The Central Florida Fair, whose 88th annual edition began an 11-day run last Thursday at the Central Florida Fairgrounds, doesn't lack for diversion. Acres of vertigo-inducing thrill rides, greasy snacks and informative exhibits ("The Amazing Dairy Cow!" ) compete for the attention of eager customers. With old-fashioned amusement going on all around, someone would have to walk on hot coals to get the crowd's undivided attention.
That someone would be Gary Shawkey. Last Saturday, Shawkey -- a motivational speaker and fire-walk instructor -- provided the fair's most heated entertainment as he attempted to set the Guinness world record for an uninterrupted march down a burning path. "The longest and the hottest walk in history" is what we were promised. (Sorry, Jennifer Lopez: Your trip to the Grammy podium doesn't count.)
A wood pile at the back of the grounds was visible evidence of the challenge. Pieces of red cedar and pine were laid three high along a 166-foot expanse that would be melted down as night fell, its embers then raked for the daredevil to trod across.
Surveying the setup, the T-shirted members of Shawkey's staff declared their assurance that he'd have no trouble beating the previous world record, which was a mere 50 feet of tootsie-roasting torture. The representatives of the Guinness organization, who had retained Shawkey's services to promote the impending opening of their Guinness World Records Experience attraction on International Drive, were equally optimistic. A huge 18-wheeler that had been dispatched by Orange County Fire Rescue, however, was a cool-headed reminder that playing with fire is always ... um, playing with fire.
The third degree
"If I can do it, anyone can do it," Shawkey said of the quest for sizzling self-realization. A former Herbalife representative whose Spring Hill, Fla.-based firm, Best Bodies International, leads "personal empowerment" seminars across the nation, the entrepreneur was certified four months ago to supplement his pitches with fire-walking lessons.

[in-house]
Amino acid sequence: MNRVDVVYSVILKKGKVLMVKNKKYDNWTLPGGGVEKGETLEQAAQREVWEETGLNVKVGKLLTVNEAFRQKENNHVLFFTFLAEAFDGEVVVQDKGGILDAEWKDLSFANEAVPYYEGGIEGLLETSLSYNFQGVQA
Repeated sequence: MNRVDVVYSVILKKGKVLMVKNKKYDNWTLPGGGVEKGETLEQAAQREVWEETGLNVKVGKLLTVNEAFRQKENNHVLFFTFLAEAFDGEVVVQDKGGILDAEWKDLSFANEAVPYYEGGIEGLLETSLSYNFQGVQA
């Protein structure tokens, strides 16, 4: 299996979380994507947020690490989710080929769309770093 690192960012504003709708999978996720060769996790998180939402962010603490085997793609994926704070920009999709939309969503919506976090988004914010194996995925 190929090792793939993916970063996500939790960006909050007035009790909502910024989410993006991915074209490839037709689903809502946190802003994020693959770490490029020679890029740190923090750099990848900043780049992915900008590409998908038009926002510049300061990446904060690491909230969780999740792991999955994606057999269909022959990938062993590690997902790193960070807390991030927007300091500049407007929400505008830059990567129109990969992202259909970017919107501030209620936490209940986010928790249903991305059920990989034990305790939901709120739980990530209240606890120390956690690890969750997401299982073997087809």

Though he had been introduced to the broiling exercise by motivational guru Tony Robbins, the similarities ended there. A portly little fellow dressed in sandals, a T-shirt and a dirty pair of shorts, Shawkey allowed that he was "not exactly a fit kind of an athlete." With that established, he lit one of the many Marlboros he was to suck down before show time.
He needed to stay calm: The previous evening, he and his people had "warmed up" for the event by doing a solidarity-reinforcing tramp across smoldering remnants of oak that had been heated to more than 2,000 degrees Fahrenheit. Some of his staff instructors had sustained "mild injuries," and he had burned his own feet "pretty bad."
This medical update was followed by an invitation for me to join the Best Bodies crew in a future walk. Not ready to put the ow! in "empowerment," I headed for the midway, where a rendezvous with a Philly cheese steak was the closest I came to making a burnt offering.
Though Shawkey's stunt was to begin at 6 p.m., the lighting of the wood didn't get under way until two-and-a-half hours later. The fire department wouldn't give the go-ahead before the day's high winds -- which set the fair's plastic pennants flapping like bat wings -- died down.
When the lumber was finally set alight, the assembled gawkers watched in awe as the blaze licked the air for two hours, then died. There's nothing like a bonfire to take civilized folk back to their Neanderthal roots.
Now dressed in a shirt and short pants that were decorated with cartoon flames, Shawkey looked like a sumo wrestler with a case of pyromania. Producing a skillet full of bacon, eggs and a raw steak, he set the late breakfast over the scorched pathway, proving its mettle as a genuine hot plate.
Pastor Don Eads, a Hawaiian minister and Shawkey's master of ceremonies, called for a silent prayer for his boss' safety. When the restless crowd broke its few moments of wordless contemplation, Shawkey strode purposefully onto the scalding course, his arms swinging furiously in the air with every fearless step. Lined up along the route, his people chanted "YES!" as he passed the Tiki torches that marked the 50-foot line. They were the glowing ghosts of the old record."Yo, Fat Boy is crazy," the woman behind me whispered in amazement.
Not crazy; just determined. Shawkey went all the way to the finish line, where his ecstatic followers crowded him in congratulation. In 45 seconds, a world standard had been set and a blow struck for the power of positive thinking.
He had, I noticed, sped up considerably in the final few feet. Motivation or no motivation, fire is hot.
If you want to follow Shawkey down the road to glory, you can enter one of his programs by calling 877-894-FIRE. The Central Florida Fair's cheese steaks are down the main aisle and to the left.
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